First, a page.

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From doctored weather reports to media freedom champions

11 Nov

A quarter of century after the fall of the Berlin Wall, a number of post-communist countries have made impressive progress towards media freedom. From doctored weather reports (in the USSR and Romania, according to Herman Ermolaev, an expert on Soviet censorship), party propaganda, strict censorship and jamming of Western broadcasts, they have moved to the top of press freedom indexes.

Media+freedom+bubble+chart---flipped

Some of the countries that joined the EU in 2004 have trumped long-established Western democracies such as Britain and France in the index launched in 2002 by the Paris-based media watchdog Reporters Without Borders (RSF).

Slovakia was joint first in 2004 and third in 2007 in the RSF index, in the same league as northern European paragons of media freedom such as Finland and Norway.

In 2006, six post-communist countries came in the top ten and RSF praised the Czech Republic, Estonia, Hungary, Latvia, Lithuania, Slovakia, and Slovenia as havens of freedom of expression.

Many of these countries have since hit a few snags, which led to their fall in media freedom ratings. However, some seem to be on their way back. Four post-communist countries came in top twenty in the latest RSF index, ahead of the UK, France and Italy.

But the picture is uneven: Hungary made impressive progress only to fall back dramatically in recent years. A law passed in 2010 established a new regulatory body with sweeping authority over all media and drastically curtailed the independence of public-service broadcasters.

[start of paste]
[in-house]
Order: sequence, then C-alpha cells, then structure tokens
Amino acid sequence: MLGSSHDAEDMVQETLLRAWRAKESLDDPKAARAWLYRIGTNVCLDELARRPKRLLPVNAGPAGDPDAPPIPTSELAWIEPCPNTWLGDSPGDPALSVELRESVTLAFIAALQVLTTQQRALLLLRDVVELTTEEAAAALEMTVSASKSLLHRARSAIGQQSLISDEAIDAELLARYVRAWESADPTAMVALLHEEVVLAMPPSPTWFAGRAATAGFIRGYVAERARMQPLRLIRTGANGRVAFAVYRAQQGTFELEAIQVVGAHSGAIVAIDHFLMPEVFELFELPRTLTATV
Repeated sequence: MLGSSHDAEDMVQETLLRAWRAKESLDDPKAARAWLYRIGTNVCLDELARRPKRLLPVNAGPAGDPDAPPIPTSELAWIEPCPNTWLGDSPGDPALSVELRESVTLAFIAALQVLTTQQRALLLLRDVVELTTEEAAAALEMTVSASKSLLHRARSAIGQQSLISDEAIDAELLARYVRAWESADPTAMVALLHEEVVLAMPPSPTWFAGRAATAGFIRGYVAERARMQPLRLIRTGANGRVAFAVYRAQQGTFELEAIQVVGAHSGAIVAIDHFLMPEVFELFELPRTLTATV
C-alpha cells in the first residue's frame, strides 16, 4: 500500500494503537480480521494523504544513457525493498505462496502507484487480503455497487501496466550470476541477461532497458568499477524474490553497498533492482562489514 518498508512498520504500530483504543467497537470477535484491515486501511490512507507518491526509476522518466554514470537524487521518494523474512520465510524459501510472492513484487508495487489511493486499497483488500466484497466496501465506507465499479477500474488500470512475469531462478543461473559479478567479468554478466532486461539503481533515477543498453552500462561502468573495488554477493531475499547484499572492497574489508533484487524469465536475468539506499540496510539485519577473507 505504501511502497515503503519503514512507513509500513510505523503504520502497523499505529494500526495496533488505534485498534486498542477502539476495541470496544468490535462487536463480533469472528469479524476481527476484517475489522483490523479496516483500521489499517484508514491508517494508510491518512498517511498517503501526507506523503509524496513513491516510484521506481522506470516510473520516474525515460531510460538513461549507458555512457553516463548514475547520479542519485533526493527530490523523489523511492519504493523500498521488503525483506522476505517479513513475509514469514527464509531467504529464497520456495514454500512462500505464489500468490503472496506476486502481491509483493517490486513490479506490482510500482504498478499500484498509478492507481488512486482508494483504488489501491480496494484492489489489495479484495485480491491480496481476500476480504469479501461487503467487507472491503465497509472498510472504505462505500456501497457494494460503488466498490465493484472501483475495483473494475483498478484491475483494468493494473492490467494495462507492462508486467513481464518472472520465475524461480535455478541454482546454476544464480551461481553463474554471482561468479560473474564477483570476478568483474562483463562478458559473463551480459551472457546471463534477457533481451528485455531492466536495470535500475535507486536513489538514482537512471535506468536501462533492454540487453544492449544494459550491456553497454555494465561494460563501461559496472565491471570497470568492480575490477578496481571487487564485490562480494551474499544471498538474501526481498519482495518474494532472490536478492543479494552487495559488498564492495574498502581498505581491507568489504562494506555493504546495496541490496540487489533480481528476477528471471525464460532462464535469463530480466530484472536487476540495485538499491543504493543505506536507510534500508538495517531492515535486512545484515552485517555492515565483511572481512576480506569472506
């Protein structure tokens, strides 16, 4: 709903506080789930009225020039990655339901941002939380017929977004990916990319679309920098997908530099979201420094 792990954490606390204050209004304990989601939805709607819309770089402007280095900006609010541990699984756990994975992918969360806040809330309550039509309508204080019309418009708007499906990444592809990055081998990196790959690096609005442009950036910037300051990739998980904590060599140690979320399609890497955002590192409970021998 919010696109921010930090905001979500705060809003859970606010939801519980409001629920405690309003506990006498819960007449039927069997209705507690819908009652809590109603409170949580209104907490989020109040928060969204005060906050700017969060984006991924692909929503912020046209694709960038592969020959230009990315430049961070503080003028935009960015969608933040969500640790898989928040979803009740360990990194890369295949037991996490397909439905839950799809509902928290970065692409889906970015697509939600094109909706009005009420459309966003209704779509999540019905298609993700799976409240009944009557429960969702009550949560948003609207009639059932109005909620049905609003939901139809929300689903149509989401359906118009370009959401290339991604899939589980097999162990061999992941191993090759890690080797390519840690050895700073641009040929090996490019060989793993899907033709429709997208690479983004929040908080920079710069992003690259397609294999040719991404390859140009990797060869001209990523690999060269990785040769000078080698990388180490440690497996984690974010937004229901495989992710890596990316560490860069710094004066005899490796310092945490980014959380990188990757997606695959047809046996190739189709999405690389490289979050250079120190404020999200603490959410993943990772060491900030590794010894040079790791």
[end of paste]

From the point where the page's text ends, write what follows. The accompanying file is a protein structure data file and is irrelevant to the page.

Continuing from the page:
The only EU members to fare worse than Hungary in RSF’s 2014 index are post-communist Croatia (65) and Bulgaria (100) as well as Greece (99).

Le Pen made it!

18 Jun

Marine Le Pen can, and at the same time, cannot be satisfied with the results of the legislative elections on 10 and 17 June. Under her leadership, the far-right National Front has finally escaped from the curse of the French electoral system that has kept it out of the Parliament for the last 24 years. It will now have two deputies sitting there. However, as a big surprise, not Marine, but her 22-year-old niece, Marion Maréchal-Le Pen, will be one of them.

Social media has not been kind to this newly elected legislator, with many netizens pointing to her perceived immaturity.

“Can I also have my kids looked after by the National Assembly?” joked ‏@JCBordes at 8:38 PM on 17 June.

One tweet linked to a Youtube video from August 2010, headlined “When Marion Le Pen cracks”. Then 20-year-old woman speaks about her political activism. Unable to answer a trivial question about her programme for the regional elections she is running in, she walks out of shot.

The video generated a lot of comment following her election to Parliament this year.

Other twitterers are critical of Marion’s claim that she represents France’s youth:

‏”I’m happy to be a spokesperson for French youth”, she was quoted as saying by @BrozdziakFred, who added “She is a spokesperson for idiotic ideas”. (8:43 PM, 17 June)

In the same spirit, @Eli_Dy, asks who will explain to Marion Le Pen “that not all French youth are racist”. (3:56 PM, 18 Jun 12)
‏And puzzled @laur_ages adds: “I don’t know which youth she is talking about, because my youth send the FN (National Front) to hell. (10:28 PM, 17 Jun 12)

I must admit, there have also been tweets expressing admiration for the success of the young woman. Indeed, she is the youngest legislator in modern French history. One twitterer wondered why no other party has had a young person elected. “It is grotesque that the PS and the UMP have not been able to elect any young French people to the Parliament”, ‏@Bennoit1 tweeted at 9:54 PM on 17 June.

However, positive comments were much less frequent than criticism on Twitter.

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